I met with a new client the other day. He and his former spouse had reached agreement on how they would divide their assets between them.

Their relationship had been struggling over the last 18 months, and they had reached a crisis point in December last year, when they decided to end the marriage.

Over the last three months, both had worked very hard with individual counsellors (and in my client’s case, a life coach too) to get their relationship back to the point where they were friends again. They were then able to meet to discuss financial matters over a glass of wine. As a result of this they had reached agreement as to how they would divide their property.

Both spouses appeared horrified that so many family lawyers were so readily willing to agitate their agreement. He and his former spouse had consulted with a number of family lawyers (all specialists). In his spouse’s case, she consulted with three Brisbane family lawyers. According to her, each of them had told her (in one way or another) that they could put some real pressure on the husband to get more cash and assets for her – but it would cost her.

I cannot think of a less rewarding role than one which creates new conflict between two former spouses who have just resolved conflict. In effect, opening up relationship wounds that had so recently just started to heal.

It’s also bad for business. The wife is now acting for herself, whilst we will be preparing the documents (on behalf of her former husband) to formalise the agreement they had reached.

In 2015, we need to reconsider our role as family lawyers – we need to be more flexible, more nimble, more aware of the need to meet our clients’ specific needs and be more in tune with the expectations of a modern user of professional services.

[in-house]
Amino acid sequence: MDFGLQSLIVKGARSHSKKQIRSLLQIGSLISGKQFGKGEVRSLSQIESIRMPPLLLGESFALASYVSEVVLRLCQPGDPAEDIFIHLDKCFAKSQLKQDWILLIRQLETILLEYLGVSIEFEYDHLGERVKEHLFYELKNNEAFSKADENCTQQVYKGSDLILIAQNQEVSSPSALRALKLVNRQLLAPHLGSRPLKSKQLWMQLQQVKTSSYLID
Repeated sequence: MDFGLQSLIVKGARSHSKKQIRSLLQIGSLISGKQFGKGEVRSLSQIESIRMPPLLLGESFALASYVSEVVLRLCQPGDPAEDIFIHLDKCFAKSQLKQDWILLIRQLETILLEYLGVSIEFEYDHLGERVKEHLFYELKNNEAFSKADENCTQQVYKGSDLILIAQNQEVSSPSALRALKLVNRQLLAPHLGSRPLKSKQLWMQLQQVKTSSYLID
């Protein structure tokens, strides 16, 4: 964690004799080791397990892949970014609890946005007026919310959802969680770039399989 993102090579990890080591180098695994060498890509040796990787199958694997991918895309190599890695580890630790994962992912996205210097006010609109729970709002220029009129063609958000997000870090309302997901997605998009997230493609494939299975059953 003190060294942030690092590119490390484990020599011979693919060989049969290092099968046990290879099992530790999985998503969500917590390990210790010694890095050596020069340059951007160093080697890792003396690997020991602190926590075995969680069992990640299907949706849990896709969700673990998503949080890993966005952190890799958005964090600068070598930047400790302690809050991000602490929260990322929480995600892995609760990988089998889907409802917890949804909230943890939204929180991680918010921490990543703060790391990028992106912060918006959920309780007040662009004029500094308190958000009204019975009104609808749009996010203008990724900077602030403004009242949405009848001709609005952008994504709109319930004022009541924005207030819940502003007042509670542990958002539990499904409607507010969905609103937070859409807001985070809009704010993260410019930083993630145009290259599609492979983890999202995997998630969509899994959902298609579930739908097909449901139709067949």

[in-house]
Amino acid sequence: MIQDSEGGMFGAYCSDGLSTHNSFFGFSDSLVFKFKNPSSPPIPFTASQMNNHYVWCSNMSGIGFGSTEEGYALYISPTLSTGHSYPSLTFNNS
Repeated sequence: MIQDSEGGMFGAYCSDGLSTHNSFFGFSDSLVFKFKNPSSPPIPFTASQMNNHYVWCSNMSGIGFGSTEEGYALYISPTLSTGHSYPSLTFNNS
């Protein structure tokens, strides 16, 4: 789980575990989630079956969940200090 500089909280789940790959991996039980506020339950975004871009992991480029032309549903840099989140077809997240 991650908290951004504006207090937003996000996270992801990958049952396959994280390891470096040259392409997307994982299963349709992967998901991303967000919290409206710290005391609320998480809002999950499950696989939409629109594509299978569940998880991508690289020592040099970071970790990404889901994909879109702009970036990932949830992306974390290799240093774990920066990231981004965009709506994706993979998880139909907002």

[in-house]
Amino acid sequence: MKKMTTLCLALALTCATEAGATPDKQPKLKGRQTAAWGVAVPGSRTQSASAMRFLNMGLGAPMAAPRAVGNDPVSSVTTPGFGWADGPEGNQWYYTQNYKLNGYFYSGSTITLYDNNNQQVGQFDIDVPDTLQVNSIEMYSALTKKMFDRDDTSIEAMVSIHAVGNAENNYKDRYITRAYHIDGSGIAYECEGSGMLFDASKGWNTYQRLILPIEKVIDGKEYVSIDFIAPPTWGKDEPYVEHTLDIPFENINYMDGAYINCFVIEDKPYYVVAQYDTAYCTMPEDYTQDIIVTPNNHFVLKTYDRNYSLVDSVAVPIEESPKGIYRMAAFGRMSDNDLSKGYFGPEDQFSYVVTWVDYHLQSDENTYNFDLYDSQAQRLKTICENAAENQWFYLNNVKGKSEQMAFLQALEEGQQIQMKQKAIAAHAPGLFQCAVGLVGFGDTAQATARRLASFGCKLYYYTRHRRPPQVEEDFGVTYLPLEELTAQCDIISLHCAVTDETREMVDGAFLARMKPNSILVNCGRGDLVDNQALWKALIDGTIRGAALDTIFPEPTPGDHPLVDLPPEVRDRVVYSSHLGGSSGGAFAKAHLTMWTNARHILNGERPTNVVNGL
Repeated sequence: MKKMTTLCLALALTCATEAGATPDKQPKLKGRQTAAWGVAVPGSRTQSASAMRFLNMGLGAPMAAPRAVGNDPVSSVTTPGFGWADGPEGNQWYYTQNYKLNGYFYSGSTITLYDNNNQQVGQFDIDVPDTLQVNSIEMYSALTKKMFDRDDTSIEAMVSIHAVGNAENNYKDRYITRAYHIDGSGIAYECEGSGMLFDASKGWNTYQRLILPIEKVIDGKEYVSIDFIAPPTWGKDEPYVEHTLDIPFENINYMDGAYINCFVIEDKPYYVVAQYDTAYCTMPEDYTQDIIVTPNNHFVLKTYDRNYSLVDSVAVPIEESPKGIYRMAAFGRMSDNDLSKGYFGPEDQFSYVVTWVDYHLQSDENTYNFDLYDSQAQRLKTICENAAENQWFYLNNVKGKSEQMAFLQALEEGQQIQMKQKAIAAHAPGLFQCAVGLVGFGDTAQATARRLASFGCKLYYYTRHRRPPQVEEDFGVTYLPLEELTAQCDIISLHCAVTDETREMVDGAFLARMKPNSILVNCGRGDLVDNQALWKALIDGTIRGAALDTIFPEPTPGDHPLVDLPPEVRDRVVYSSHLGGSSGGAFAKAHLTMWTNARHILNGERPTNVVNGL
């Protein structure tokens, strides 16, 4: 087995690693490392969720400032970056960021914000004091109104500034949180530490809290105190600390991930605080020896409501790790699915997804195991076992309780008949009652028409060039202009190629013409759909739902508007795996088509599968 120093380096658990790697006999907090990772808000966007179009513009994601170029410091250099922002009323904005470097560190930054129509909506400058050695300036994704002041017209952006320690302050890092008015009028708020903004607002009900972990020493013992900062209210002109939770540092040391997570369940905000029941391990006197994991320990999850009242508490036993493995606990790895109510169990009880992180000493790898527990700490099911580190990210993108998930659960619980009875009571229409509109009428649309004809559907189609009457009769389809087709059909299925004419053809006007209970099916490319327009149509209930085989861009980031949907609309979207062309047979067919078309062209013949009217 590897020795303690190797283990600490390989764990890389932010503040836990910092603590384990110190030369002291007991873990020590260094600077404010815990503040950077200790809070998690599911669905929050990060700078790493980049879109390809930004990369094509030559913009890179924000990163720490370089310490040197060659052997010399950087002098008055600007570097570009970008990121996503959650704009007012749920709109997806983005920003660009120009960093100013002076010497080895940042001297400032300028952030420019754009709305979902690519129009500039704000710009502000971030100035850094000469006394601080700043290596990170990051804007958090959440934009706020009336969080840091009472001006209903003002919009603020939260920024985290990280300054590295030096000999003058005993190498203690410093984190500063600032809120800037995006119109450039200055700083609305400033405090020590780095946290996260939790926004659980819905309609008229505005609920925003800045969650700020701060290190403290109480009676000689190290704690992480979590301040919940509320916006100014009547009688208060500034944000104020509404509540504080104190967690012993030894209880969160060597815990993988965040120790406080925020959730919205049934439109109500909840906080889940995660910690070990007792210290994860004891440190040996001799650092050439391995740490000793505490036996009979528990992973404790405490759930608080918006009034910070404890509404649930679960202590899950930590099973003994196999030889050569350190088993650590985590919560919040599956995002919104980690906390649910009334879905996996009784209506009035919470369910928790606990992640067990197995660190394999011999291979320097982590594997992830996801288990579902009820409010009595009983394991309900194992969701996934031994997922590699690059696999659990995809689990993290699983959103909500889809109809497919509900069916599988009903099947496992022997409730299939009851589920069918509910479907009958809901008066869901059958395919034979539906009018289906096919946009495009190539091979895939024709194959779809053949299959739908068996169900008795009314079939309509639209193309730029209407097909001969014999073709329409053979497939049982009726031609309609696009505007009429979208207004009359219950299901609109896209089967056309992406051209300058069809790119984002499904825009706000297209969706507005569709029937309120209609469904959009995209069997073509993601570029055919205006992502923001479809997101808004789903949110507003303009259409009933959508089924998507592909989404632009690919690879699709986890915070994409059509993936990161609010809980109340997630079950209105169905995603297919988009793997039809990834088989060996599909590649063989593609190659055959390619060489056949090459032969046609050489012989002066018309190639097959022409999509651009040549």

It’s an age where so much information is so readily accessible – it is said that more than 40% of “searches” are undertaken on mobile devices, and the trend appears to be for this information being released in an increasingly more digestible form – pithy blog articles summarising the legislation, “how to” videos showing lay people how to run a particular application and webcasts about how to prepare for and approach a private mediation! In this context, in a client relationship, we need to be providing something much more than just a rehash or interpretation of the law but pragmatic and commercial solutions as to how best navigate their particular circumstances.

By way of an example, in the same client’s matter, we should be able to be nimble enough to facilitate instructions from that client where we are simultaneously:

1.  A sounding board only with respect to the children’s living arrangements, with the parents negotiating terms directly between themselves;

2.  Providing advice to our client about the financial support of their children, but leaving them to negotiate things directly with the other parent; and

3.  Negotiating the financial issues directly with their spouse’s lawyer, with the assistance of both parties’ accountant.

In addition, our mission must be to get the clients matters resolved as quickly as possible.

Sound counterproductive to the “business” of family law?

Imagine the number of future referrals you would get from a client who, having heard the horror stories from friends and family, has had their matter finalised, to their satisfaction, within three months.